“It addresses the threat posed by other armed groups and creates the spaces for the convergence of other Bangsamoro claimants such as the Moro National Liberation Front (MNLF) in the new autonomous government envisioned,” she said, referring to CAB.

The peace panel chair also said CAB includes transitional justice and reconciliation measures designed to “address historical injustices and heal the wounds of war, and remove the biases and prejudices that have created the huge gap in understanding and affection” between the Filipino majority and the minority.

“It took a long time to get to this set of practical steps. We need to take away the fear and distrust of the Bangsamoro for our country to become whole,” Ferrer maintained.

“We therefore urge our politicians and fellow citizens to take the time to study the history of the conflict and the peace process so as to get a better understanding of the road map and our unflinching efforts to see it through,” Ferrer said.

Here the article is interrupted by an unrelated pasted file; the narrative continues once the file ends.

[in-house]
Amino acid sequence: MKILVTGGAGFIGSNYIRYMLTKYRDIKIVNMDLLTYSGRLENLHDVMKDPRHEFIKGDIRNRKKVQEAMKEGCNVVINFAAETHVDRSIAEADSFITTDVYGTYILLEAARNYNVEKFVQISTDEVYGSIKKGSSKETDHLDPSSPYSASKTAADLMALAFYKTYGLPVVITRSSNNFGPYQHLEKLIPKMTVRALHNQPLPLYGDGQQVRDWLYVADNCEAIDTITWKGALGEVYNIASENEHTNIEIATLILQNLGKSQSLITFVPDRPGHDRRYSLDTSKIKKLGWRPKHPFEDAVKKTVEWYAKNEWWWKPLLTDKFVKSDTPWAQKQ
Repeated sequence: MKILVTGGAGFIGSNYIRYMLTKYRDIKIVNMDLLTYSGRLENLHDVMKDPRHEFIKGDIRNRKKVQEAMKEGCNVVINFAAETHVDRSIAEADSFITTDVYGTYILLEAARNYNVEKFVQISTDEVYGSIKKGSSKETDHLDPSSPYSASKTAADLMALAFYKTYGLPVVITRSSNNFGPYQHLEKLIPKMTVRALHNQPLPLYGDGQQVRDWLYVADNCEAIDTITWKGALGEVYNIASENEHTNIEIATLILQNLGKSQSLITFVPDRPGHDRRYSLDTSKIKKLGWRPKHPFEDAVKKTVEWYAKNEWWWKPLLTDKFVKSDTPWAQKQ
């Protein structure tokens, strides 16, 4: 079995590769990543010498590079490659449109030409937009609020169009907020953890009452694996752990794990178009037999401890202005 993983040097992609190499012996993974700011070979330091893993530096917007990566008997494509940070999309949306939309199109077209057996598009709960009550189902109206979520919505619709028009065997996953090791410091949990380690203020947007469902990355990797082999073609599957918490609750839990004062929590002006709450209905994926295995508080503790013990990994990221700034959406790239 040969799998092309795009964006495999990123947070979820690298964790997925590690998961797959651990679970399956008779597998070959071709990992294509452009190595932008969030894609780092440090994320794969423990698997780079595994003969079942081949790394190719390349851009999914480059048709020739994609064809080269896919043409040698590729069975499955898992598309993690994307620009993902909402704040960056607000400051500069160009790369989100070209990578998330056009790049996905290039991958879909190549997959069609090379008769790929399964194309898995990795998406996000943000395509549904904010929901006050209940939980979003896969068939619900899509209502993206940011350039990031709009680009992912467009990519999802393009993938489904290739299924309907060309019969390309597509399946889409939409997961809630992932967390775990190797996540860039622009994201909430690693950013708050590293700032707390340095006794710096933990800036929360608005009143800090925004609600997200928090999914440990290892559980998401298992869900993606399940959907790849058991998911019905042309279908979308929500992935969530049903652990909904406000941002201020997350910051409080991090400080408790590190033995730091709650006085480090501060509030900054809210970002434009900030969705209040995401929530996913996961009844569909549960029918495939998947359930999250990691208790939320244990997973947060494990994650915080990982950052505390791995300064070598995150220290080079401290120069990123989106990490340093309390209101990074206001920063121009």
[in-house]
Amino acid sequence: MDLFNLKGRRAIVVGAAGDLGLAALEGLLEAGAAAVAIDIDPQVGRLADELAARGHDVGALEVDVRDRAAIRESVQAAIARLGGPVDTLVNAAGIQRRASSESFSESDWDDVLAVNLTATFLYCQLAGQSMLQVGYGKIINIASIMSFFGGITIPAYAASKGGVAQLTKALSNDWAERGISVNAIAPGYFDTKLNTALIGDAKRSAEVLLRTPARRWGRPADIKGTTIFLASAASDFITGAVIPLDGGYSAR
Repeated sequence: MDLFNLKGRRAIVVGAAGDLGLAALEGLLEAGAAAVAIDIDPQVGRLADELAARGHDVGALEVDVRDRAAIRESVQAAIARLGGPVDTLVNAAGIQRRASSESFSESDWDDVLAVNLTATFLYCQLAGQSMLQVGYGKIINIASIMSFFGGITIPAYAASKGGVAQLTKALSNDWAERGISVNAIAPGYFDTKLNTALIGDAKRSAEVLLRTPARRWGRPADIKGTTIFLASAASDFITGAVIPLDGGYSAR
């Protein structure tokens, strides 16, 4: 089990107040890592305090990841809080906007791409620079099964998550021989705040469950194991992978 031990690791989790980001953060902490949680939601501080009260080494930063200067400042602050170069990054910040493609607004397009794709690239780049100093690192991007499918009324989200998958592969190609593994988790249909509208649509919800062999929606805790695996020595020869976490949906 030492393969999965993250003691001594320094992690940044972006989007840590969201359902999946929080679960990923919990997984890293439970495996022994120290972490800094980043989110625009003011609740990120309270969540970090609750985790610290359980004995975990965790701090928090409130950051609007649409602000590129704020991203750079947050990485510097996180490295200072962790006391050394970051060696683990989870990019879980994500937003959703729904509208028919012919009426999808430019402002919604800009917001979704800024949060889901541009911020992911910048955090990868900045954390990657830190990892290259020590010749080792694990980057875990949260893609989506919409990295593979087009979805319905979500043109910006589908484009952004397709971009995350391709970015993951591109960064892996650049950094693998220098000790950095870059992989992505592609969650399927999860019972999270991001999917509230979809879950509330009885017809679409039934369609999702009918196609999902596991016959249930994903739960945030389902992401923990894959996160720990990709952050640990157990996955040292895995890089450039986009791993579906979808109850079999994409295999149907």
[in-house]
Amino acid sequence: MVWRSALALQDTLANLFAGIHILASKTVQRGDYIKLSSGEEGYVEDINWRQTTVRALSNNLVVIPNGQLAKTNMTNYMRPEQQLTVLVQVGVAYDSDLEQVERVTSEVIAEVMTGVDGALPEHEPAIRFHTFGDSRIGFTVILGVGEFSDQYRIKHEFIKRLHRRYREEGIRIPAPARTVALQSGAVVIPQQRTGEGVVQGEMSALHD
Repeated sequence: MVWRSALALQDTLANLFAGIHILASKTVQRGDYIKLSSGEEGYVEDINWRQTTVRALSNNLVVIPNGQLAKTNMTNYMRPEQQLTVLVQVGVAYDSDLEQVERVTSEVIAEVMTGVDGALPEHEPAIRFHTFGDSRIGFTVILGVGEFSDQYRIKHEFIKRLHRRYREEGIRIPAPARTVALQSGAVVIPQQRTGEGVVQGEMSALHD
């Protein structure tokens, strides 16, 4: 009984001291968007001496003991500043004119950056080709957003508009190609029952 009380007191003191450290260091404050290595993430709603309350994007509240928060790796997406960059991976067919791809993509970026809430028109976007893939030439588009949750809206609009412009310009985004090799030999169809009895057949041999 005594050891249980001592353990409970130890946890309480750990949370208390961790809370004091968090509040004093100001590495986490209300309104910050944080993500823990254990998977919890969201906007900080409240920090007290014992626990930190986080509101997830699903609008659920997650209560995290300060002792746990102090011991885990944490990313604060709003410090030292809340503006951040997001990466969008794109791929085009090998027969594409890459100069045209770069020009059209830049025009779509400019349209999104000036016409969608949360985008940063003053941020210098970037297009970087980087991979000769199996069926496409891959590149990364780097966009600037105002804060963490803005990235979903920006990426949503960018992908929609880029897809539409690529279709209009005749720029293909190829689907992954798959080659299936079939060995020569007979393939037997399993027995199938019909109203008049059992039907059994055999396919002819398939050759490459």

Ferrer said that as members of the government negotiating panel, “we will do everything in the remaining time we have to ensure that the infrastructure for implementing the peace accord are fully functional so that the next administration will be in a good position to carry forward the full implementation of the agreement.”

Still, partner for peace

Even if the BBL was unable to hurdle Congress, the government still considers the MILF a reliable partner for peace in Mindanao.

“We note the assurance given by MILF chief negotiator Mohagher Iqbal on continuing to work with the government in promoting the peace process even beyond the present administration,” Presidential Communications Operations Office Secretary Herminio Coloma Jr. said yesterday.